Destination: White Sands National Monument, Alamogordo, New Mexico

Welcome to White Sands National Monument. Photo by Charish Badzinski.
This winter has been relatively snow-free for much of the United States. For those of you who missed the white stuff this year, but didn’t miss the cold, head to White Sands National Monument. Located near Alamogordo, New Mexico, the white gypsum sand dunes around White Sands National Monument comprise more than 275 square miles.
The drive through White Sands National Monument may include blowing and drifting white stuff,
but no salt or sand trucks are necessary. Photo by Charish Badzinski.
It seems impossible to the Midwestern eye that this place could be warm, yet temperatures at this park in southern New Mexico were well into the 70s on the day we visited. 
The sheer scale of the park is breathtaking. Photo by Charish Badzinski.
White Sands National Monument is the largest white gypsum dune field in the world. And these dunes don’t stay put. In fact, the real movers and shakers advance more than 30 feet per year. 
The magnitude of the park may have you wondering, how did all this gypsum get here?
Platforms allow visitors to view the park without damaging any of the flowers and plants
growing in the loose sand. Photo by Charish Badzinski.
Experts say the dunes originate from an “ephemeral lake” with a high mineral content, located in the western portion of the park. As water from the lake evaporates, gypsum deposits are left behind. The wind then carries this sand throughout the park to form the other-worldly place you see today.
Peanut butter and gypsum sandwiches never really caught on. So, these space age-looking picnic tables allow you to enjoy your lunch without getting pelted by sand. Photo by Charish Badzinski. 
Children and adults alike enjoy sledding on the sand at White Sands National Monument,
 in designated areas only, of course! Photo by Charish Badzinski.
Your $3 pass to the park is good for seven days, which should give you ample time to get your wintry fix, for those of you who missed it. Though a snowball fight and snowman making seem out of the question.
When I was sharing my enthusiasm for  White Sands National Monument with one man, he remarked with a wrinkled nose that the place “smelled like a litter box.” In truth, White Sands National Monument did have a damp sand smell when I was there. Whether it changes throughout the year, I don’t know, but it certainly isn’t reason enough to keep this Rollerbag Goddess away.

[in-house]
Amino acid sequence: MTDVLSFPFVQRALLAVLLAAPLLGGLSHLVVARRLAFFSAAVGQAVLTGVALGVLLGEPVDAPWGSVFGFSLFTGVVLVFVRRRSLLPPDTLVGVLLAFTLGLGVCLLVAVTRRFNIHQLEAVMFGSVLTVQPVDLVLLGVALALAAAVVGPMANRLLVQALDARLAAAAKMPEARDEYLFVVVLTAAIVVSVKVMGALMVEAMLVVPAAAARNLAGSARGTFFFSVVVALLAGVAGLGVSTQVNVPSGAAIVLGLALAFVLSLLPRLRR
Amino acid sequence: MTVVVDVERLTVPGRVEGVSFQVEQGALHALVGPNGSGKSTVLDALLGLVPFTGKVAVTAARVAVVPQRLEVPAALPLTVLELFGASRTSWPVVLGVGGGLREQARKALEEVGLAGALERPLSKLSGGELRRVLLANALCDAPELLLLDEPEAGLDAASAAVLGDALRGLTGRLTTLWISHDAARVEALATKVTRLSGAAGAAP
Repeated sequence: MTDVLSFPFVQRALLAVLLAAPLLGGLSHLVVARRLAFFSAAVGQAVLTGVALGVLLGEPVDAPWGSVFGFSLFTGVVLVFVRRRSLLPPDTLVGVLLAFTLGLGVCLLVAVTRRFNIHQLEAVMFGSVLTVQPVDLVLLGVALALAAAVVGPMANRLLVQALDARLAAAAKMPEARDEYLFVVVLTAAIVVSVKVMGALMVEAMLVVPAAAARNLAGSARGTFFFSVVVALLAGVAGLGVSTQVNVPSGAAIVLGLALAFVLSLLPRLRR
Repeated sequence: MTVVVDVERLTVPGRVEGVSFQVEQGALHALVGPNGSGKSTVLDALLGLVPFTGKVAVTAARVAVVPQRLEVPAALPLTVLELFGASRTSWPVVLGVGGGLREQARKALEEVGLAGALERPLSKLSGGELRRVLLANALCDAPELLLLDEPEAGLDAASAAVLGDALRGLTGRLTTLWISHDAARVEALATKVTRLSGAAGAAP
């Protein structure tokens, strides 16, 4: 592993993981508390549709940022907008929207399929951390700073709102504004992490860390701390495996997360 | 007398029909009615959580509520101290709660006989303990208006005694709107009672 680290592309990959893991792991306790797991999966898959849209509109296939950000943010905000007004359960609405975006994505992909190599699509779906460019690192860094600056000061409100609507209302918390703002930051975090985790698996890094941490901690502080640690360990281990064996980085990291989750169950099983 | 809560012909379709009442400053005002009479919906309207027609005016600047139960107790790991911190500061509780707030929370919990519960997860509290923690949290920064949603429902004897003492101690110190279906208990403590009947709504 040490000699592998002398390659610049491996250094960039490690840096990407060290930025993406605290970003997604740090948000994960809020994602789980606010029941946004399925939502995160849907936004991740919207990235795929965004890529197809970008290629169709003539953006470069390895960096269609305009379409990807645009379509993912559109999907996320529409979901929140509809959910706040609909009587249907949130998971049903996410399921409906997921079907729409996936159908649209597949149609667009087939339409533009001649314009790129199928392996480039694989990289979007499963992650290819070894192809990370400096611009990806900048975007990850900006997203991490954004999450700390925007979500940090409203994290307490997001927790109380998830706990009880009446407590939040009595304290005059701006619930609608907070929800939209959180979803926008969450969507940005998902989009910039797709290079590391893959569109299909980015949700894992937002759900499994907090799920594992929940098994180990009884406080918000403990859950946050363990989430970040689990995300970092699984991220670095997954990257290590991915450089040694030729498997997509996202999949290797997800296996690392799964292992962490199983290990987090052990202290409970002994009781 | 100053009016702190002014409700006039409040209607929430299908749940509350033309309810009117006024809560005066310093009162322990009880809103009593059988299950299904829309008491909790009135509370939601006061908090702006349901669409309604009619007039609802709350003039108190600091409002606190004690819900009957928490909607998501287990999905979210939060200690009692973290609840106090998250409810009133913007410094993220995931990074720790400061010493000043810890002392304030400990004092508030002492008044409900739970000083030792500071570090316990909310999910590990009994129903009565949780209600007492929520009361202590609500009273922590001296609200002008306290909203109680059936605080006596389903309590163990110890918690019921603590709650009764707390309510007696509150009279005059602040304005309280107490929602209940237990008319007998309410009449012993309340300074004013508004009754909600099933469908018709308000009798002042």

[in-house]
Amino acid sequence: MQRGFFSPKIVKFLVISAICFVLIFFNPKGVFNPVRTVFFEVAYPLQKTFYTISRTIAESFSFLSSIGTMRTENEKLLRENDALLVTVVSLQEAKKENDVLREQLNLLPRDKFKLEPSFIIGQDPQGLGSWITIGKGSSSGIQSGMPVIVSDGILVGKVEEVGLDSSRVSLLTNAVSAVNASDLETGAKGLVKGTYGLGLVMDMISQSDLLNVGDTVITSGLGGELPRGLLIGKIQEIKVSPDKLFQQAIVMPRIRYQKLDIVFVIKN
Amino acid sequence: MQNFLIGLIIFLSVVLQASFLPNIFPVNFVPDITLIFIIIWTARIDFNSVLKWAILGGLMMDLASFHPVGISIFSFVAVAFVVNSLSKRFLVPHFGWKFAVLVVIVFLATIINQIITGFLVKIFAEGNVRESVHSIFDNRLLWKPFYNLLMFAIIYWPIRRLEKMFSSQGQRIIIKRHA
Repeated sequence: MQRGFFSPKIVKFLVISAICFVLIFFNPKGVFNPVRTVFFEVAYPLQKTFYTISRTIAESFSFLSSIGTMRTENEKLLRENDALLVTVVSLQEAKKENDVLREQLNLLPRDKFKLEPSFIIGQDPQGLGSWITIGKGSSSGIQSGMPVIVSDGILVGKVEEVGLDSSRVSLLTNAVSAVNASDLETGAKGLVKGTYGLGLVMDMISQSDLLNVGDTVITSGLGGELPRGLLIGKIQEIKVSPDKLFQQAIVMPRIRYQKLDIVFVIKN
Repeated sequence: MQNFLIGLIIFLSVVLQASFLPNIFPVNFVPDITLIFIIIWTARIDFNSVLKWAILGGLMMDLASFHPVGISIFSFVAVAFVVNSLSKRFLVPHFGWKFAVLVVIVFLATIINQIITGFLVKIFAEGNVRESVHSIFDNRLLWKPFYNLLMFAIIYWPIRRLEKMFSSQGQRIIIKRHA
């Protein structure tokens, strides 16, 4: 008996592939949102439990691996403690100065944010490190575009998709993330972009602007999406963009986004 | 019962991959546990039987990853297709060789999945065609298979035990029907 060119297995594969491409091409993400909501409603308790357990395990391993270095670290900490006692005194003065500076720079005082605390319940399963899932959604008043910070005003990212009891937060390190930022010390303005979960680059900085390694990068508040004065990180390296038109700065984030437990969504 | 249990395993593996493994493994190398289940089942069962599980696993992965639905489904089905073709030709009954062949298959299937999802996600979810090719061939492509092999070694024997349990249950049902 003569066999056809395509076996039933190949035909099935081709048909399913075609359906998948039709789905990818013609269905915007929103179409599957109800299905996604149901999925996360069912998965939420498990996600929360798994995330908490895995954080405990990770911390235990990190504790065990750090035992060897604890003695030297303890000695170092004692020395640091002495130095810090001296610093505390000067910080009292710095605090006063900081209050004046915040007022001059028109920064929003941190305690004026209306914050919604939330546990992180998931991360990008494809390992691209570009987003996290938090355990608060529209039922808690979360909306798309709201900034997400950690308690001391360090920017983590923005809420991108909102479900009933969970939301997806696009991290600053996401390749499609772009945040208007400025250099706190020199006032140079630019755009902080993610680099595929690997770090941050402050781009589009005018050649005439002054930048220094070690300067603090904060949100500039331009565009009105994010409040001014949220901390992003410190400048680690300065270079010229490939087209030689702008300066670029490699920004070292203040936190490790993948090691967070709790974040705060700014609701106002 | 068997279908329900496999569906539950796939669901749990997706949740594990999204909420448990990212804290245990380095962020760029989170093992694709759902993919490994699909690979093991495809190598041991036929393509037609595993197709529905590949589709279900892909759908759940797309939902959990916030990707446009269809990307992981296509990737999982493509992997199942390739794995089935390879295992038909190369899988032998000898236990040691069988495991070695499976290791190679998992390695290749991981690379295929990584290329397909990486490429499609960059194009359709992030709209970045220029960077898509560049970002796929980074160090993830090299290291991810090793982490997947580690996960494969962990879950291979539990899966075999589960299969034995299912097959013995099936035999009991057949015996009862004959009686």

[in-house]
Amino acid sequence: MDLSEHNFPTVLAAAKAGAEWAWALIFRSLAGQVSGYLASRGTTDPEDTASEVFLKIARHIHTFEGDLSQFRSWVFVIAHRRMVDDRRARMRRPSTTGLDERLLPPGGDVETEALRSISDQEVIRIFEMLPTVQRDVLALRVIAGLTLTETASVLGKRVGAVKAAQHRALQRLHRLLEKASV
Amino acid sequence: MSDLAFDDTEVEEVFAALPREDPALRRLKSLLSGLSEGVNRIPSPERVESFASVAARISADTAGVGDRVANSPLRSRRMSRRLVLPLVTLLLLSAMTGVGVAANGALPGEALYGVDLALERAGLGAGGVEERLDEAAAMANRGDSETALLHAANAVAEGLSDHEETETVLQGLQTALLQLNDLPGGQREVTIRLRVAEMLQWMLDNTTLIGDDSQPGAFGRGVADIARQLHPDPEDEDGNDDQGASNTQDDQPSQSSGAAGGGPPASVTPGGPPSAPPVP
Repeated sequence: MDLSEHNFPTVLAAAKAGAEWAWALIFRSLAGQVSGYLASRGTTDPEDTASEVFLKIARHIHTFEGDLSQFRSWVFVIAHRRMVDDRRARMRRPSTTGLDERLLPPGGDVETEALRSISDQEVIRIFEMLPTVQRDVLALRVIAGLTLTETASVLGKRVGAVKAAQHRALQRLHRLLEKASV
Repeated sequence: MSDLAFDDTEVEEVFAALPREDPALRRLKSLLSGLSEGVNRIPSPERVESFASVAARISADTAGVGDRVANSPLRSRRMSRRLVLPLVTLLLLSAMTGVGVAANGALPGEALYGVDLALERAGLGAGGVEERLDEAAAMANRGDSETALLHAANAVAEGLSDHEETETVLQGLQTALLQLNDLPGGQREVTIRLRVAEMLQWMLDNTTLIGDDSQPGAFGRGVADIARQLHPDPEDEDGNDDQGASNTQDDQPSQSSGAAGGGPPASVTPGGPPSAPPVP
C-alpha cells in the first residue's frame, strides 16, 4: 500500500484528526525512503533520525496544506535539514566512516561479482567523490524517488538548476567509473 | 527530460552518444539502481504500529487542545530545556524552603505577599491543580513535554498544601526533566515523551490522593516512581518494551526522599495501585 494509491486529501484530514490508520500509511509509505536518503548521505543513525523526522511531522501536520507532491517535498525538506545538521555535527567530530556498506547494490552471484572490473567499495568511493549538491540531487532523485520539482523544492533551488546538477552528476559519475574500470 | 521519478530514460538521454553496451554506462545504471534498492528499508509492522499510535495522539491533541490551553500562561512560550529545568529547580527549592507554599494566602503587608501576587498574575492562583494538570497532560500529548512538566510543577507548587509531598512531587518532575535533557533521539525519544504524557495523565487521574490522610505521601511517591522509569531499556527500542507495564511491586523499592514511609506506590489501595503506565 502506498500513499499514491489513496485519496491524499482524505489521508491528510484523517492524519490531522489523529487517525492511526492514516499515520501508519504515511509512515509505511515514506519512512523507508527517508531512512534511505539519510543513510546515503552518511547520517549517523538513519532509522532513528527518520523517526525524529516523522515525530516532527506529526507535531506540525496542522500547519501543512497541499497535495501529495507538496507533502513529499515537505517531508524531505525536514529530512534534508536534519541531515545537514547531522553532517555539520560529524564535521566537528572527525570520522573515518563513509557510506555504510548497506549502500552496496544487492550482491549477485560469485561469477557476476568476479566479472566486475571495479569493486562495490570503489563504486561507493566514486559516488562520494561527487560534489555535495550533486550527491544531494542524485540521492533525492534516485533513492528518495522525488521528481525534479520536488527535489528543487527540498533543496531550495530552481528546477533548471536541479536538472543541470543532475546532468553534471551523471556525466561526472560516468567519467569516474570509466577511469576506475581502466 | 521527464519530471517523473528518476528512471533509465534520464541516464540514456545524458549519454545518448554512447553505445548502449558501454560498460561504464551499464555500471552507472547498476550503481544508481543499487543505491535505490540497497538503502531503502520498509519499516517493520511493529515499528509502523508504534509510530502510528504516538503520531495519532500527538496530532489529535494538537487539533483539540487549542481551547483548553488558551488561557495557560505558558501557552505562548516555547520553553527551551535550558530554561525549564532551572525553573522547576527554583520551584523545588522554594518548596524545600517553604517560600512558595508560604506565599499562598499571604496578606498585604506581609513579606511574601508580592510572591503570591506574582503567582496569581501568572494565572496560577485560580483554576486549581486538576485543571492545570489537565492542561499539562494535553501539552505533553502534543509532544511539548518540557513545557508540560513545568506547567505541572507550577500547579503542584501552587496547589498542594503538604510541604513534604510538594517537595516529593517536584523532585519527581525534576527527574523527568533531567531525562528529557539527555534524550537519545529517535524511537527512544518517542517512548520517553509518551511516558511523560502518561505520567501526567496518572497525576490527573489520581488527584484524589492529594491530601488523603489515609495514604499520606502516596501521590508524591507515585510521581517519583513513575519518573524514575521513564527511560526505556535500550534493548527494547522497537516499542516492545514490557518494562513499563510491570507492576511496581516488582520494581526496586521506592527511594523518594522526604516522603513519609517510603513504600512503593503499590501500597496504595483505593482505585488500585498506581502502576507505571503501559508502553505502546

Mom and Me, playing in the sand. Photo by Charish Badzinski.
Like a day at the beach. Photo by Charish Badzinski.
Footprints at White Sands National Monument. Photo by Charish Badzinski. 
When you visit White Sands National Monument, remember that this fine gypsum takes ages to form, and is a precious and limited resource (in spite of its seemingly infinite bounds when you’re there.) So, be a conscientious traveler, and avoid the temptation to fill your pockets. Also, please take great care to protect the plants that grow on these delicate dunes.
Wildflowers and plants grow up through the sand dunes at White Sands National Monument.
Be careful not to disturb them. Photo by Charish Badzinski.
And, most importantly, don’t forget to take your turn sledding down the hill! 
What national treasures would you recommend? 

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Charish Badzinski is an explorer, foodie and award-winning travel and food writer. When she isn’t working to build her blog: Rollerbag Goddess Rolls the World, she applies her worldview to her small business, providing strategic communications, media relations and writing support to individuals and organizations. 

Find Charish on Twitter: @charishb
Creative Commons License
Rollerbag Goddess Rolls the World by Charish Badzinski is licensed under a Creative Commons Attribution-NonCommercial-NoDerivs 3.0 Unported License.
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